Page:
While following behind the sunny skies we had been having all morning were becoming overcast and dark. Temperatures were still in the low fifties and the twenty-five knot winds blowing off the cold water was making it feel much worse. For a long time I took the punishment of sitting behind the wheel without any protection from the wind, my eye on Rode Trip and my finger ready to adjust the autopilot at any moment. Matt sat behind the protection of the dodger and kept asking why I wouldn’t join him up there. Stubborn as always I kept my post as waves splashed up over the bow and side, sending sprays of cold salty water over my jacket and face. Soon my lips were becoming chapped from all the salt layering on them but I wanted to stay where I had constant overview control over the course. Matt gave up and started napping out in the cockpit while I eagle eyed Rode Trip ahead, never being able to gain on them. While crossing through a shipping lane of the boats starting to come into shore our speed dropped to the four knot range just as we were in front of a large six hundred foot shipping container headed right at us. Without having the engines on to just get us out of there as fast as possible I wished for more wind or our speed to pick up so we could make it out. The ship was still a few miles away but they normally move at a speed of fifteen to twenty knots and could quickly come up on us. As if answering my wishes and more our speed suddenly jumped up to over six knots and we were soon out of the channel and back into open and empty waters.

Our speed kept growing and I became excited as we were hovering near seven knots, sure that we’d make up all our lost time and speed from before. Sometimes Serendipity would start healing hard for a few seconds and then righting herself again. When we were at a constant ten to fifteen degree heel I didn’t think much of it but when the short heels up to twenty or twenty five degrees also became constant I started to worry that we might now have too much power behind us. I still let it go for a few minutes just trying to make up on distance, but when Matt woke up from his nap and we were heeling at twenty-two degrees while racing along at 7.2 knots we thought it would be best to pull in the headsail and turn on the engine. Afternoon was upon us and we only had a few hours left to go fifteen miles. Without directly heading at Hampton Roads, which we would have had to do to slow ourselves down under sail, we would have had to go further out in the bay and then tack back, possibly adding another hour to our trip. Satisfied with the sailing we did get in that day the engine went on and we left the main up while furling in the head.  Cutting ourselves a little closer into the wind we still caught enough wind with the main to keep us moving along near six knots.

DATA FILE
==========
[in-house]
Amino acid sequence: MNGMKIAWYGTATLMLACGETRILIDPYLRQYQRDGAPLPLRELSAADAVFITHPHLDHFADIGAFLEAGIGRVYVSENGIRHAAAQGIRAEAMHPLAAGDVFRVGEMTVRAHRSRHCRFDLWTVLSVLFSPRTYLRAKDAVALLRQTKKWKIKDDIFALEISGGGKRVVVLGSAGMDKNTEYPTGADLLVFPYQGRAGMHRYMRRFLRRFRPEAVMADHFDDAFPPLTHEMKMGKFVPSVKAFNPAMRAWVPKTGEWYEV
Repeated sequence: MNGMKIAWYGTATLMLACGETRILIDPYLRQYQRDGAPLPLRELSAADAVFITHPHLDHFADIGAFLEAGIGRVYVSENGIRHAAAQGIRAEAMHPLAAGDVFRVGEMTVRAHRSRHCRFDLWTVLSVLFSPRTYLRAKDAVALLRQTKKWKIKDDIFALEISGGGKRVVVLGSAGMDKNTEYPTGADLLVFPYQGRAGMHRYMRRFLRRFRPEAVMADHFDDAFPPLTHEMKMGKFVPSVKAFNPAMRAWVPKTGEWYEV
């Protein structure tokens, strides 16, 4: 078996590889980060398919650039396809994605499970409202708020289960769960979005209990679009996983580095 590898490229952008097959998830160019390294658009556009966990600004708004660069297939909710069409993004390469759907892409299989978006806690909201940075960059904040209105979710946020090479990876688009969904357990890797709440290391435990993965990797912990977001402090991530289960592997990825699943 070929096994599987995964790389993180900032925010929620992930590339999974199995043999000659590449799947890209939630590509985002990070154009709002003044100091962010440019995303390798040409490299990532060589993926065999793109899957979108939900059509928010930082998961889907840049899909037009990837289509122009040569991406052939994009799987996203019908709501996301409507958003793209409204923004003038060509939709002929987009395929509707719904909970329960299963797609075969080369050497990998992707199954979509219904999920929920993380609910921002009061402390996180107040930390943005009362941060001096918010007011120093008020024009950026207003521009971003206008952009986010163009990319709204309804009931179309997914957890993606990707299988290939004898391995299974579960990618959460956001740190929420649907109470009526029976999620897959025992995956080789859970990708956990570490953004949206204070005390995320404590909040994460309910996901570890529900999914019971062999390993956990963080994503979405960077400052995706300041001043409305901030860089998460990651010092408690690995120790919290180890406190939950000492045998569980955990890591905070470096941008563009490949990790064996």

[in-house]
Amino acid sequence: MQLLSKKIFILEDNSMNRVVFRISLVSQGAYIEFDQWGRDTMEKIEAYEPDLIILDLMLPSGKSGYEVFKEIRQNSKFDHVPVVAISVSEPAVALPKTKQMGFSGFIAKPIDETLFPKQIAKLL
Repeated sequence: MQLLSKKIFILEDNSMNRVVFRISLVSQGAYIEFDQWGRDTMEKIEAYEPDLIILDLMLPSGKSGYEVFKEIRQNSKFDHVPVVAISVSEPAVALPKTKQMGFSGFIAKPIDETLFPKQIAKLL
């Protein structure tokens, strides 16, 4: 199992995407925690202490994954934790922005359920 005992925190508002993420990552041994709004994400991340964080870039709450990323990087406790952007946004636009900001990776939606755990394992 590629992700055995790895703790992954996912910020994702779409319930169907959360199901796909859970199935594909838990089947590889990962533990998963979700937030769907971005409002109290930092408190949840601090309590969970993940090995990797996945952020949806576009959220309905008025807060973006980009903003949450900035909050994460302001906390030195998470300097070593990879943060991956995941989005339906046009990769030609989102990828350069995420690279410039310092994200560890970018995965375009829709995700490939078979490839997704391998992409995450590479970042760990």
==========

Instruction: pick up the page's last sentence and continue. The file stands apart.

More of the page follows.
It may have taken most of the day but we did eventually pass Rode Trip as they are much more stubborn with their engine than we are and sailed all the way up to the small river we were using.  By that time the two of us had already dropped anchor in a spot hugging the channel and trying not to edge into the three feet of water next to us.  Getting a little restless and not having stepped foot on land for a few days we lowered the dinghy and went in search of fast food.  During our trip down the bay we had heard commercials for Hardees, something we don’t have in West Michigan, and the advertised food was sounding so good.  Searching along shore we could not find a suitable place to tie the dinghy up so we grounded it on some rocks and ran the lock around a tree branch to keep it secure.  After we walked the mile through the cold and had our food which was more than I could eat and completely hit the spot we were back to the boat and ready to burrow under lots of sheets for bed.  One more day in Hampton Roads and then we start the ICW on Friday.

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2 thoughts on “Another Degree South

  1. Glad to see all that racing Tom taught ya coming into play. But stay away from Hardee’s , probly the worst fast food on the earth.